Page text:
Week One: Part Two

Day Two: Saturday, November 16, 2019

Courtney and I were both awake by four in the morning. The realization that the previous day’s news was not a dream smothered us.

My wife went and retrieved Kohen from his bed and brought him into ours. We embraced him, held him, and caressed him as he slept.

My wife and I wept in the dark.

Day Three: Sunday, November 17, 2019

Kohen has been on a juice diet the past couple days. All the organic fruits and vegetables that contain antioxidants and other cancer fighting properties are now part of his strict diet. He’s not a big fan of it, but he understands why we’re doing it and he’s accepted it like a trooper.

As the sun sets, the longest weekend of our lives has come to an end. We now prepare with trepidation and fear for what tomorrow and the rest of the week will reveal.

Day Four: Monday, November 18, 2019

The pediatric doctor has reviewed the Urgent Care x-ray. His opinion is that the x-ray reveals an aggressive tumor and that an MRI, biopsy, and surgery will all be required. The MRI was promptly scheduled for tomorrow morning. 

Kohen’s tolerance for a fruit and vegetable juice diet is waning. I can’t blame the little fella.

Day Five: Tuesday, November 19, 2019

At 6:45 AM we arrived at the hospital in Reno for Kohen’s MRI. 

At 11:00 AM we met with the pediatric oncologist who, after reviewing all the reports, believes Kohen has a cancer known as Ewing Sarcoma.

Five days into this ordeal, and we’re beginning to come to terms with what we’re facing, and accepting that it doesn’t matter why this is happening to us, because it is not ours to ask.

We now have to change our attitude. The time for grieving needs to pass and the time for fighting needs to begin. We can still allow ourselves moments to mourn for our son’s situation, but it should not be our defining factor any more. We are now on a mission to beat this, so we must mobilize for battle.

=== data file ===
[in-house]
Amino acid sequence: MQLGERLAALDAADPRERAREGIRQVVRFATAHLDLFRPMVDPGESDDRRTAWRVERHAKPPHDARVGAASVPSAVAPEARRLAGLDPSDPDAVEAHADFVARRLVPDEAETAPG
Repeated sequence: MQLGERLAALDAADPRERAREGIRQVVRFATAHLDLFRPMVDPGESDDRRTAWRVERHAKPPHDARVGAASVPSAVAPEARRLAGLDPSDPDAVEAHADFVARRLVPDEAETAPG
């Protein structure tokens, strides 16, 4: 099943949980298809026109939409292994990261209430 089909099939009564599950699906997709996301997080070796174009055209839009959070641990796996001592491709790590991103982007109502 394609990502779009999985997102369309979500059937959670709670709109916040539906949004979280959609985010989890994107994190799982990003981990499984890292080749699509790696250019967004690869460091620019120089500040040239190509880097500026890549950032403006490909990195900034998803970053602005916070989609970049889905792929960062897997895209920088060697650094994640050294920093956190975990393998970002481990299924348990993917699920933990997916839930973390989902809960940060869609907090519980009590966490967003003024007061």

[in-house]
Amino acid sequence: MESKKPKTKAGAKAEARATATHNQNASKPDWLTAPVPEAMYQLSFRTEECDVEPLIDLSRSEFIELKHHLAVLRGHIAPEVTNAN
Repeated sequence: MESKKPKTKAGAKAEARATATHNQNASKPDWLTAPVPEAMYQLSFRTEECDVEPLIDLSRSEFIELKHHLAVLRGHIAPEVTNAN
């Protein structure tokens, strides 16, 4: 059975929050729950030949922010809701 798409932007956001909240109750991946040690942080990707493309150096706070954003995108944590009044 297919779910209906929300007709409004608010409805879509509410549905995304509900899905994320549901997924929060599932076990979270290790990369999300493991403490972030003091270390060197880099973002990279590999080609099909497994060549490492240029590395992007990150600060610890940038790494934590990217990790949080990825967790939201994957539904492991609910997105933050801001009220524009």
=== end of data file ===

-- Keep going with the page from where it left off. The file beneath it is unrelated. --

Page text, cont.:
Day Six: Wednesday, November 20, 2019

Yesterday’s positive attitude and determination to change my focus from grief to fighting has drowned in a sea of tears. The sobering weight of our son’s situation has returned like a dark cloud. I have to concede, my change in attitude was premature. I am clearly not ready or prepared to mobilize for battle yet.

I am desperately seeking out moments of distraction and normalcy throughout the day, and although we have been receiving a lot of support from family and friends, I dread when the days turn into months, and that support begins to fade.

It seems like fear has become my constant companion now.

Watching Kohen’s big brother, Elijah, offering some of his own money to encourage Kohen to drink his veggie juice is so precious, and at the same time, so sad.

I’ve cried every day for the past week, and today was my first day back to work since receiving the dreadful news. I made it a total of 15 minutes at work before breaking down in tears. The weight that had lifted from my shoulders the day before was clearly just a momentary reprieve.

I went home for lunch today to visit with my family and talk with Courtney. Among the topics of discussion with my wife was whether or not we will need to amputate my five-year-old son’s leg. A conversation I couldn’t have imagined having just one week earlier.

Finally, today marks the one year anniversary that I published an essay on Medium entitled Have You Hugged Your Kids Today? I wrote it on November 20, 2018, and little did I know then how poignant and apropos it would be a year later. That essay holds much greater significance for me now than I had ever imagined it would when I wrote it.

You can read the brief essay here.

To be continued.

Kohen Gabriel: The Unfathomable Journey Begins

Kohen Gabriel, our smart, funny, five-year-old boy likes tigers and strategy board games. He is inquisitive, witty, and brave. He is also the youngest of our six children, and being the baby of the family, he is the object of everyone’s affection.


Kohen and mommy (circa November 2018) one year before we found out he had cancer.

In August of 2019, we noticed Kohen began favoring his left leg when he walked, occasionally complaining that it hurt. But being an active farm boy who played outside all the time with his big brothers, we figured it was a minor injury that would heal. We even speculated it was simply growing pains.

His discomfort came and went over the next three months, during which time he still roughhoused, wrestled, played football, and even competed in a bike race at the county fair.

Then one evening in early November, I was playing with him in the den when I picked him up by his legs. He complained that his left leg hurt and that’s when I knew something was wrong: his leg still hurt after all these months and how I lifted him should not have caused him any pain. It was then that I asked my wife to make an appointment to get him into the doctor.

The results of that doctor visit would change our lives forever, and is the very reason why this blog exists.

Continued here.